What are the odds that this was a mouse poo?
October 19, 2019 12:41 AM   Subscribe

I found a small thing in my bed that looked like a mouse poop (according to my cursory internet research). Assuming I don’t find any others like it, what are the odds that this was actually a poo?

If I actually had a mouse in my bedroom, I assume I would see more than one of these objects nearby?

I disposed of it in the toilet, where it sank to the bottom... does that mean anything? It did rule out the possibility of the object being lint.

Any insights welcome. Thanks!
posted by delight to Home & Garden (10 answers total) 1 user marked this as a favorite
Could it have been a Klingon?
posted by fairmettle at 1:16 AM on October 19, 2019

It is odd to find one mouse poop without there being others- mice have the lovely habit of eliminating as they run, so it gets everywhere. That said, it could have been, sometimes you only find one to start.

Tips on dealing with mice: from someone who has them periodically come through our home and also at my workplace.
Clean up clutter. They love piles of paper, laundry and similar.
Mice prefer protected areas- have a look under desks, beds, along walls, etc. If you are going to find poops, it will be there.
Get rid of food, food scraps, and food like substances. Mice love chewing up foam, plastic bags, etc.
Smell. Can you smell the odor of mice? They pee. Mouse pee smells.
Block holes in walls with steel wool. (We haven't had them in our office at work since we blocked a key entrance.)

As to dealing with the culprit- this really depends on your own personal moral compass and where you live. Personally I'm in Australia, where the common house mouse isn't native and can breed to plague proportions, so I'm not averse to using mouse traps.
posted by freethefeet at 1:22 AM on October 19, 2019 [4 favorites]

It seems unlikely that you'd find just one mouse poop and that it'd be in your bed. Have you seen any evidence of mice in your kitchen? (Any cereal boxes or bread bags being gnawed open?) Do you hear scratching or something scurrying when you turn on the lights? If this is your first indication of possible mouse activity, i really wouldn't worry.
posted by salvia at 3:34 AM on October 19, 2019 [4 favorites]

My googlefu has failed me -- but it seems like if the question "do mice droppings float" is answered then a critical piece of the mouse/rodent decision tree falls into place.

I also agree that it's very unlikely to find only dropping spec.
posted by countrymod at 3:42 AM on October 19, 2019

I don't think it's that unlikely to find one dropping in your bed, you could have stepped on it and then gotten in bed, transferring it. But definitely have a look behind furniture, in corners, etc. If you don't find anything else then you're probably clear.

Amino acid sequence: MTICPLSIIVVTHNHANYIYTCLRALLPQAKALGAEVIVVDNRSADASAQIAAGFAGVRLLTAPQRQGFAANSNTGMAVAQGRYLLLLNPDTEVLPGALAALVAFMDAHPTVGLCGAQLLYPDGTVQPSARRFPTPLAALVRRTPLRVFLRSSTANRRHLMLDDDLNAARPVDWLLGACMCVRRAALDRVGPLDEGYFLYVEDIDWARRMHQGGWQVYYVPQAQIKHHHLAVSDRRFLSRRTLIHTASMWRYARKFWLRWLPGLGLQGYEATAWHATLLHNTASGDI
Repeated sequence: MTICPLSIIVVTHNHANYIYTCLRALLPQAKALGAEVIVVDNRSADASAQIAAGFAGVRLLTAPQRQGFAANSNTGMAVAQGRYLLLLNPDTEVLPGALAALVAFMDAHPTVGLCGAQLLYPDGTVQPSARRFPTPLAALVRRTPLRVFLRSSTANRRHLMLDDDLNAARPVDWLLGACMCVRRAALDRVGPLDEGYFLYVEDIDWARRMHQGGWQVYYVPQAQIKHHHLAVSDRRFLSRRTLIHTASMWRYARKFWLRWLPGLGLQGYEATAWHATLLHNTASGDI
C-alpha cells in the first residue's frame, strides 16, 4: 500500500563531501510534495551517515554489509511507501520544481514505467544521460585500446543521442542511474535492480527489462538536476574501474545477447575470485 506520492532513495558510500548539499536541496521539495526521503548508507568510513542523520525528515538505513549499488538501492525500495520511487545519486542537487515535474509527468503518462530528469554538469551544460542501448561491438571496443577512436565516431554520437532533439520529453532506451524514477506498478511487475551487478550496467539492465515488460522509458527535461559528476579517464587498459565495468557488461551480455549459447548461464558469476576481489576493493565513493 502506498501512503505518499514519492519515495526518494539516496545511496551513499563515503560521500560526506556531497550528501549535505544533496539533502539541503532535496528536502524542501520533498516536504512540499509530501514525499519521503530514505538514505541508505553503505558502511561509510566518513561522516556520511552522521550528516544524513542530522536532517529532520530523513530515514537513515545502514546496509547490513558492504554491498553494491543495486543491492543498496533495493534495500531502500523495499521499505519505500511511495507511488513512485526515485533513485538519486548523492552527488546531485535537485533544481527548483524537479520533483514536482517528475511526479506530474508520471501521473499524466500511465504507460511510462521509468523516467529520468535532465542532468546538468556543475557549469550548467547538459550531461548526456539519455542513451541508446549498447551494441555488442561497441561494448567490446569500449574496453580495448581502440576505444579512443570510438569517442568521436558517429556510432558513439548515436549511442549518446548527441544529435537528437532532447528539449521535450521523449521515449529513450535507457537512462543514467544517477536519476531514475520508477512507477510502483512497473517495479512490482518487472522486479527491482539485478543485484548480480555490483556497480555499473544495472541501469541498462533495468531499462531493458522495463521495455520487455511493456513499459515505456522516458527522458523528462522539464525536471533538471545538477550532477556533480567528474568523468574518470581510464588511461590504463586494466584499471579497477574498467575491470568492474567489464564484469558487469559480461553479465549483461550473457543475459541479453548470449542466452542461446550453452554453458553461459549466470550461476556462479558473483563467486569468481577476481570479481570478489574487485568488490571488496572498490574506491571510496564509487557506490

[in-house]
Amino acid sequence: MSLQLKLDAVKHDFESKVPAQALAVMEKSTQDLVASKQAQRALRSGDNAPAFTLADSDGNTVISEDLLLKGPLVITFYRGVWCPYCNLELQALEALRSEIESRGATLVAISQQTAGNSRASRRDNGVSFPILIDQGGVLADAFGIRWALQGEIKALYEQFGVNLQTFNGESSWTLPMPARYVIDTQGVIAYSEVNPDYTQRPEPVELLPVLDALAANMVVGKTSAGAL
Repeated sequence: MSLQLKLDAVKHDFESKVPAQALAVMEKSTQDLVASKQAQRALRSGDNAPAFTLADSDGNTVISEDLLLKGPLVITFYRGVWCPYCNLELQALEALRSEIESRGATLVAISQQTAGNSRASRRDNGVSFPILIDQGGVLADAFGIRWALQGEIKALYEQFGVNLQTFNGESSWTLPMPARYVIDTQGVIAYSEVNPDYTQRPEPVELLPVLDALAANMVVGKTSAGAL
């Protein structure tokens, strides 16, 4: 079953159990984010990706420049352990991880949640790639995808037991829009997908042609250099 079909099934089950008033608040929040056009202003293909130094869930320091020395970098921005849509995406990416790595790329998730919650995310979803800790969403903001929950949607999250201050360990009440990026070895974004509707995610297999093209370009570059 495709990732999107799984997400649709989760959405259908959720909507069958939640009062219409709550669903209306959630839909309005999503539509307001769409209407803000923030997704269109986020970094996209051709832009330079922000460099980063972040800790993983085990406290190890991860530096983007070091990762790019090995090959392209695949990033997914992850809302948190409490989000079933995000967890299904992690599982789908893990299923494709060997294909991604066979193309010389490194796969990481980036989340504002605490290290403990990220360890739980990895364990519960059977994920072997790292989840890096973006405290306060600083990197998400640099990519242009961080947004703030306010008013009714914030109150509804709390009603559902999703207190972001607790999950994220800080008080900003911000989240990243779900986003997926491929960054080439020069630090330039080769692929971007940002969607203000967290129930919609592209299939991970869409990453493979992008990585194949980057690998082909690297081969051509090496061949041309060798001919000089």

posted by geegollygosh at 4:49 AM on October 19, 2019

Some data points from fairly recent experience (and supporting a couple of things said earlier):

Mouse poops are small, like a grain of rice, possibly a bit smaller.

You're unlikely to see a number of them unless it's a place they hang out. The nesting/sleeping area would probably be back in the wall or another hidden cranny, so the most likely spot to see them, or their droppings, is where they're feeding.

The thing that attracts mice the most is fat. The spot in my kitchen that tells me if a mouse is around is a seasoned saute pan that smells of animal fat. If there's a mouse, that's where I'll see the droppings. On the other hand, I've left batches of bread in plastic bags on my kitchen counter for years--the bread, which doesn't have fat, has never been touched.

A few months ago, a mouse (or mice?) got at a small piece of homemade soap next to the sink and ate it over a single night. High fat content. Nothing left but the poops.

Chewing is the main concern to me, and also the other sign that they're in the area. Greasy plastic containers are something to check for chew marks--they're attractive for two reasons.

They'll chew to create a nest, too. The time mice made an enemy of me many years ago was when they made a nest behind a row of books on a bookcase: the outward spines of the books looked normal, but when you pulled one out, the lower back corner had been chewed to ribbons.

Back to your question: mice are active, quick, and can seem clever, but they don't have superpowers. A regular freestanding table with legs can make a mouse-free zone. In a bed, they could have climbed the bedclothes to investigate. Since there are humans already sleeping there, it's unlikely that they'd hang around or try to nest there.

In the north-central U.S., this is the time of year when temps are falling, and mice are coming inside looking for shelter--it's common for a new mouse to turn up this time of year in my area.
posted by gimonca at 6:15 AM on October 19, 2019

Out of context, it can be difficult to tell the difference between a mouse poop and small dried-up moth larvae, which is probably more likely to have ended up in your bed (possibly even gone through the washer and dryer).
posted by Lyn Never at 9:14 AM on October 19, 2019 [1 favorite]

It could be chocolate... brownie crumbs look suspiciously like mouse poop.
posted by littlesq at 11:09 AM on October 19, 2019 [1 favorite]

Or a toejam football. (American-style football)
posted by bink at 6:44 PM on October 19, 2019 [1 favorite]

Did it look like a coffee bean? It might be a roach egg case.

I found one in our bed once, ten years ago at a previous house, and for the past decade every coffee bean that escapes my husband's grinder freaks me out until I positively identify it.
posted by telophase at 12:46 PM on October 21, 2019

« Older There’s a blue light   |   Leather jacket in Italy Newer »
This thread is closed to new comments.